Freedom… A sense which is inexplicable. Nevertheless, every person tries to describe it without comprehending it deeply. It is like fire, which may warm you or burn you depending on its use. It is like a fan, whose middle part only performs its air blowing function, but its two ends are useless.
Similarly with freedom, on its one end lies deprivation which causes frustration and on the other end lies its overuse, which is disastrous.
Plato says that “Too much freedom in a human being and the state turns into slavery.” By contrast, Epictetus rebels against his own God saying: “You can tether my legs, but not my faith. Not even Zeus can defeat me.” Thus, for thousands of years we come across the demand for freedom in oral and written speech, in history, poetry, philosophy, folk sayings and in the clatter of weapons.
For me, freedom is a Natural gift, the more of which you share with others, the more of which you enjoy yourself. When you deprive others of it, the more you are also deprived of it. Humanitarianism, friendship and solidarity could prevail only under the condition of freedom. Even if freedom is caught and chained, each child that is born will come to the world in liberty, regardless. Similarly, like all children, we were born in our village being free. In a wonderful community on a mountain. A community that belongs to the small town of Katohori in Trabzond and which is called Otsena. Our mother tongue was not Turkish. We had Pontiac Greek as our native language. We used to call it Romeika.
Romeika was for us a means of expression of our flirting, our solidarity and help, of our smile and our happiness. It was a path leading us to love and being in love. For the first time, while we were in primary school, we experienced the problem regarding our native tongue. Each teacher appointed to our school would ban our speaking in it. Sometimes they would scare us and beat us so that we would not employ it. He asked us to turn in the person who spoke Romeika, but we didn’t listen to him. We kept joking and playing, and making it up in our mother tongue. Little by little, we started wondering about our native language. We asked the grown-ups what language we were learning and speaking. We heard that the one that we were learning was called “Turktse” and the one we were speaking was called “Rumtze.” However, when we asked why we were learning a language other than the one we spoke, there was never a satisfactory answer. What was frequently recurring as an answer was, “You cannot become a human being with Romeika.” It is unknown if we were educated and became human beings or not, but finishing school, we got acquainted with Turkish.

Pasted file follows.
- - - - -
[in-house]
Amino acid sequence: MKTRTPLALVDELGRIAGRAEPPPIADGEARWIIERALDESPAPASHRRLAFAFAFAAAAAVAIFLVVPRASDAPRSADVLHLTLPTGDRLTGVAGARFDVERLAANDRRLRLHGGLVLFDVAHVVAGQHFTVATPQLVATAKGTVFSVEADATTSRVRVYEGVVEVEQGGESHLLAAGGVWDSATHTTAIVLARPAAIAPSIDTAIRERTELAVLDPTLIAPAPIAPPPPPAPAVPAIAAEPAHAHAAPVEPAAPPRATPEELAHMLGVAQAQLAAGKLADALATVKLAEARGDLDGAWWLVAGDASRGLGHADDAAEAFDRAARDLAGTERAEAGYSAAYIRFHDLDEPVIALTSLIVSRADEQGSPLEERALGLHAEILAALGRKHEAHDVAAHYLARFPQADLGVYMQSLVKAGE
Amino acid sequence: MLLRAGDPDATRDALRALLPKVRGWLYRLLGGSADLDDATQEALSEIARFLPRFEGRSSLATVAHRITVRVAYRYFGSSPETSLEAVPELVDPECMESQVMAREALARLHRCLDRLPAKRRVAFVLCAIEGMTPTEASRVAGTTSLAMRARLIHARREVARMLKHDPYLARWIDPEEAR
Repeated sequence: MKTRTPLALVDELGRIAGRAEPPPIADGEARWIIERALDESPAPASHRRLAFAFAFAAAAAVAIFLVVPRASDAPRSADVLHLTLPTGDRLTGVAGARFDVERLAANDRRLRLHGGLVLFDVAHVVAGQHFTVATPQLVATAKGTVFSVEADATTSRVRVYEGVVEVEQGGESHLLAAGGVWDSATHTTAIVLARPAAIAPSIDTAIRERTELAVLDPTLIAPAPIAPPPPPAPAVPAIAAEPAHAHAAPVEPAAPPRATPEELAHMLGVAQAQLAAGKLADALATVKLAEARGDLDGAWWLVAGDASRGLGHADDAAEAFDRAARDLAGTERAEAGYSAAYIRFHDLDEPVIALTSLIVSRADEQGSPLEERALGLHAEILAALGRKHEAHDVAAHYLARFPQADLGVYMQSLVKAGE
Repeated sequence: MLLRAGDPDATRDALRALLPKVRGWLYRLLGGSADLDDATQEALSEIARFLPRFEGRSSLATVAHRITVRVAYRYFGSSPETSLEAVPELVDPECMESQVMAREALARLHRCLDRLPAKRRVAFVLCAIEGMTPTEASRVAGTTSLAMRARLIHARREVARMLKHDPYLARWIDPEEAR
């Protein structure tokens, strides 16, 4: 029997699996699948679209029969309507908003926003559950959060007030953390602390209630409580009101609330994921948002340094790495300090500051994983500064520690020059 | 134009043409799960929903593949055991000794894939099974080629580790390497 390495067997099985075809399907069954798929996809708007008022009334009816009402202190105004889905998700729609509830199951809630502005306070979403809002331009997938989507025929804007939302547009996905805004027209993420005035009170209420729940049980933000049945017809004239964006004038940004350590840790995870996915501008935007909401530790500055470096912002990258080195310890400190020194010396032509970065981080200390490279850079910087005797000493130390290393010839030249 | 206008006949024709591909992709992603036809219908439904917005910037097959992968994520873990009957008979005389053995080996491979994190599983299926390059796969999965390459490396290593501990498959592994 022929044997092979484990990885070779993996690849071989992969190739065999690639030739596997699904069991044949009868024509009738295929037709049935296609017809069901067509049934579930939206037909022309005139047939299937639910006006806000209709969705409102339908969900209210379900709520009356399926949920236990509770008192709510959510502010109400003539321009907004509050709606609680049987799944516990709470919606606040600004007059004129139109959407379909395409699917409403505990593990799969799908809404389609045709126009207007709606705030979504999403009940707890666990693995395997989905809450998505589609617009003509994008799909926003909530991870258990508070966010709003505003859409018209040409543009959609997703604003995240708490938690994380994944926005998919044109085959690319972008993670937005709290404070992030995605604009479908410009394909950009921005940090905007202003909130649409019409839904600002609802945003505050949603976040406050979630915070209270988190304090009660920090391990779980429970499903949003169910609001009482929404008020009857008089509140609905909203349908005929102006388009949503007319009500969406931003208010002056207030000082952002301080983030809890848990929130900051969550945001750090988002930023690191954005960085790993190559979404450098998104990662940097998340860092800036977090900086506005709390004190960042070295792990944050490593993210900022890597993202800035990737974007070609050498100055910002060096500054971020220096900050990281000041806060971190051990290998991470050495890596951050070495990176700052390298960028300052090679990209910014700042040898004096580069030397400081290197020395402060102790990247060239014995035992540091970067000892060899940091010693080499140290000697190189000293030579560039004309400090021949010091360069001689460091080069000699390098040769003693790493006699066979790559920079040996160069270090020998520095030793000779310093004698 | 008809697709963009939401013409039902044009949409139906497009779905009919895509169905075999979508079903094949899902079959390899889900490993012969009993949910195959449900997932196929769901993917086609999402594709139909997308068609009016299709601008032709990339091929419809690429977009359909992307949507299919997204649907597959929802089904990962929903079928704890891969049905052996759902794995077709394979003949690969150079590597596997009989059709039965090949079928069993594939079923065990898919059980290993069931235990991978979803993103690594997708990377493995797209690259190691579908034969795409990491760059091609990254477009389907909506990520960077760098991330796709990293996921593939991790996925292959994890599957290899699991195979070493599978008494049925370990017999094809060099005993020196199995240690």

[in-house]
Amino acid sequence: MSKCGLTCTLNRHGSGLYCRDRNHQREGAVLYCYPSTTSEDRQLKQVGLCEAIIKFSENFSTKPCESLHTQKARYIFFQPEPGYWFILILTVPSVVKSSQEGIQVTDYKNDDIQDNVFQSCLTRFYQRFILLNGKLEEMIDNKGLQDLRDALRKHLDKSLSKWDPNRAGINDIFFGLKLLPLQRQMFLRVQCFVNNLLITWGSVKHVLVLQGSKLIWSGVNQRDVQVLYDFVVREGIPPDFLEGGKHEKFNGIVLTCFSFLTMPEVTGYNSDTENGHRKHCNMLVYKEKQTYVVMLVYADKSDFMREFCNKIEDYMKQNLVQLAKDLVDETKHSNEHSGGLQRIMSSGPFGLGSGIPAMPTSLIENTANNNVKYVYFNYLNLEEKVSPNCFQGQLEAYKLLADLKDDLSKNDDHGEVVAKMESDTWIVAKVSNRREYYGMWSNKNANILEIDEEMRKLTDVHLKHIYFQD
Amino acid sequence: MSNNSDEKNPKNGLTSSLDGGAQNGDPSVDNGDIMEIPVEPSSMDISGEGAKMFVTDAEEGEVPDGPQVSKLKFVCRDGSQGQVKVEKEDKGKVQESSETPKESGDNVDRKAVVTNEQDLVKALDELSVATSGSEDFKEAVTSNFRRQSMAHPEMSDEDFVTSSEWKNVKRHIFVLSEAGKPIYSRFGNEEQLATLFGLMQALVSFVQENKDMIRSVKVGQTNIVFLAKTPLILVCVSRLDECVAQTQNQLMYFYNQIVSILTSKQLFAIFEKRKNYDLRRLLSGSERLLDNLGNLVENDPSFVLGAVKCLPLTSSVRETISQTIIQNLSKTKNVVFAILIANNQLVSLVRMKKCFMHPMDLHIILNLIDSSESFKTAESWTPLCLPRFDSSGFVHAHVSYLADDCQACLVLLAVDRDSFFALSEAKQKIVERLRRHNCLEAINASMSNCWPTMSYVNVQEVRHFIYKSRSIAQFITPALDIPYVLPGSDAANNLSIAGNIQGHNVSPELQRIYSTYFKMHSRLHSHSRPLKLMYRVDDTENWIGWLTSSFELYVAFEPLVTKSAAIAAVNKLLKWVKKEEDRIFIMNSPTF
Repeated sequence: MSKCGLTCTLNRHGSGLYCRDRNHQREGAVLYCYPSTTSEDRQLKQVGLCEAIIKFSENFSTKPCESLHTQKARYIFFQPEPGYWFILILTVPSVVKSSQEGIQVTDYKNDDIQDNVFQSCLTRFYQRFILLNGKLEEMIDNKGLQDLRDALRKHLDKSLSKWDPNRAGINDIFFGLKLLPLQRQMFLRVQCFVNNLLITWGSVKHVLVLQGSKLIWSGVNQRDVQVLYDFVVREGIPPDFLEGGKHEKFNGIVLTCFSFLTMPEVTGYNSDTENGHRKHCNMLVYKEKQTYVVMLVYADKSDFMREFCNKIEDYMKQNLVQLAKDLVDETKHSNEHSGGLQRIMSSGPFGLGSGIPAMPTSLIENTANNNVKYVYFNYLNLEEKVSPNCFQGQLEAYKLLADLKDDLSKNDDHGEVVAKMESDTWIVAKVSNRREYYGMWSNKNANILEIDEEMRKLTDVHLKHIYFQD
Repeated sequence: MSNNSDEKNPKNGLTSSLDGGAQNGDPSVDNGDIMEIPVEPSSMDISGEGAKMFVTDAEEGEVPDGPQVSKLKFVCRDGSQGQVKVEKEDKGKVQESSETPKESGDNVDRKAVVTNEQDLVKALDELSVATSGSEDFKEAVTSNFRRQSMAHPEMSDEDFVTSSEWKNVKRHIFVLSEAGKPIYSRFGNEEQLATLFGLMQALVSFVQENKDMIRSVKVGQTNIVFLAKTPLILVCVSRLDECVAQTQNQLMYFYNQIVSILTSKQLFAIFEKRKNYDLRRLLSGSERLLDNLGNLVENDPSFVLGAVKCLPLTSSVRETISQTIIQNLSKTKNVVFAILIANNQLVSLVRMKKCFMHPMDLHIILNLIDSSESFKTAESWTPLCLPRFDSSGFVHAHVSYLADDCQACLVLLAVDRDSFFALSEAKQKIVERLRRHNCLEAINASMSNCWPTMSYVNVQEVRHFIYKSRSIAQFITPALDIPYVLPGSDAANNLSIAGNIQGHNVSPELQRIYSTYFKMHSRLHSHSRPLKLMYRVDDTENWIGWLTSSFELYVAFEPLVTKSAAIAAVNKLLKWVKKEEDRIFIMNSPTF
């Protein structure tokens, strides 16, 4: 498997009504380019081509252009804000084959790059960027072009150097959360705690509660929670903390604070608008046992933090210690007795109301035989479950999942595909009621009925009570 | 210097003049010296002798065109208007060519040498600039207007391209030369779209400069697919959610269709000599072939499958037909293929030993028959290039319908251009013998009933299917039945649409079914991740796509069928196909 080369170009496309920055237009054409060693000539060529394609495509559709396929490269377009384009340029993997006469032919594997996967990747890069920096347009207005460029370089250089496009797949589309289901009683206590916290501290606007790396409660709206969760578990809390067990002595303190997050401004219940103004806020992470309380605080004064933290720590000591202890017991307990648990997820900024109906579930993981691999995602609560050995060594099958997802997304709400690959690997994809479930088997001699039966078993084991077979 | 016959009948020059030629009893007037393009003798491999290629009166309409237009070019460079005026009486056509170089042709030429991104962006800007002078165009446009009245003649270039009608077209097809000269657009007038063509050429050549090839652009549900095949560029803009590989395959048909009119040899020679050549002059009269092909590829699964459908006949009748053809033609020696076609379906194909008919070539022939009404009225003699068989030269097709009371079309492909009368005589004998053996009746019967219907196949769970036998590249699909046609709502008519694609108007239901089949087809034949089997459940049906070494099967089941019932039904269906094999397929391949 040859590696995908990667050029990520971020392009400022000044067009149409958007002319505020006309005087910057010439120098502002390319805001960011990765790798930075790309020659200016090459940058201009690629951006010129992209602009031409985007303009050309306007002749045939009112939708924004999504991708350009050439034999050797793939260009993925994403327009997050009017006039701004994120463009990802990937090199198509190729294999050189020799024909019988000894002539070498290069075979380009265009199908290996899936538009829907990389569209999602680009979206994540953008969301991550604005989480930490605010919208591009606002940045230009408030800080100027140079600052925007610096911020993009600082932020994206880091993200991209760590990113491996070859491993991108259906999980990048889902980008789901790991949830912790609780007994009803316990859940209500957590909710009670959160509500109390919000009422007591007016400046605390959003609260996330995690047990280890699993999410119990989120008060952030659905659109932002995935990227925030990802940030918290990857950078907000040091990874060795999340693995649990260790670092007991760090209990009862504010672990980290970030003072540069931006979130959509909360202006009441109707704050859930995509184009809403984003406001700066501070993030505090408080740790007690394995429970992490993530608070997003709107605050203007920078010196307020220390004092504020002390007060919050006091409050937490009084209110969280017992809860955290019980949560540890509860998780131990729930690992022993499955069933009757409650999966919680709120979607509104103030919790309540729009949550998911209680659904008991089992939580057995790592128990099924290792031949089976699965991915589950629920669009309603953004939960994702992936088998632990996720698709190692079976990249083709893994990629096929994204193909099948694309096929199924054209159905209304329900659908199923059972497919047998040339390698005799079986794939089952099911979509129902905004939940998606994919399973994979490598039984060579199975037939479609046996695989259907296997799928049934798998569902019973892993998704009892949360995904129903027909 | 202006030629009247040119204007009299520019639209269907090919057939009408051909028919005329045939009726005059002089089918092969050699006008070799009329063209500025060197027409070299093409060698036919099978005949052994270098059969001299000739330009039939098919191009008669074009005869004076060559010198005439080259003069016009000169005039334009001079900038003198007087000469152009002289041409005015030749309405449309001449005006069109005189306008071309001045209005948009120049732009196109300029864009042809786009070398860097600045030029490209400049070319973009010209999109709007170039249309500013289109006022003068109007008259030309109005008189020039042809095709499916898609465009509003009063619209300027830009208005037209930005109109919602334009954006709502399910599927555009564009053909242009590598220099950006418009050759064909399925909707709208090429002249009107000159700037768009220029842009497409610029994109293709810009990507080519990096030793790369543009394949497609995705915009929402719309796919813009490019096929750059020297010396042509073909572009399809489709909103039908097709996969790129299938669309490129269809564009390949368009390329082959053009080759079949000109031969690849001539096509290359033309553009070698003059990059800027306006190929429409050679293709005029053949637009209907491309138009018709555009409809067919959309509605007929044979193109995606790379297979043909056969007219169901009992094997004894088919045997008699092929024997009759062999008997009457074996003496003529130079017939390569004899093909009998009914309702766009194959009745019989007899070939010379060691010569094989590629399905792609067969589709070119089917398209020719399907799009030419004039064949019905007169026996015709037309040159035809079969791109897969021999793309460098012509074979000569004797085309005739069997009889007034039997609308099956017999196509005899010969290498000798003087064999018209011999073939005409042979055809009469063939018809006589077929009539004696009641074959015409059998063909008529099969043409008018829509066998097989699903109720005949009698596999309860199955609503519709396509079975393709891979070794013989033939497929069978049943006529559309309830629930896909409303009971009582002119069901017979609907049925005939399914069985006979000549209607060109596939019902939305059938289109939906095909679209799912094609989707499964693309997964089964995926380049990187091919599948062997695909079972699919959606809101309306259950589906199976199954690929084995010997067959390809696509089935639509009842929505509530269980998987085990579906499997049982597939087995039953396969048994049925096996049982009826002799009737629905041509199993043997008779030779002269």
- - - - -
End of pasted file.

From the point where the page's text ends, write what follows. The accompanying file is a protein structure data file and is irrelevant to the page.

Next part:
Pretending Like Chameleons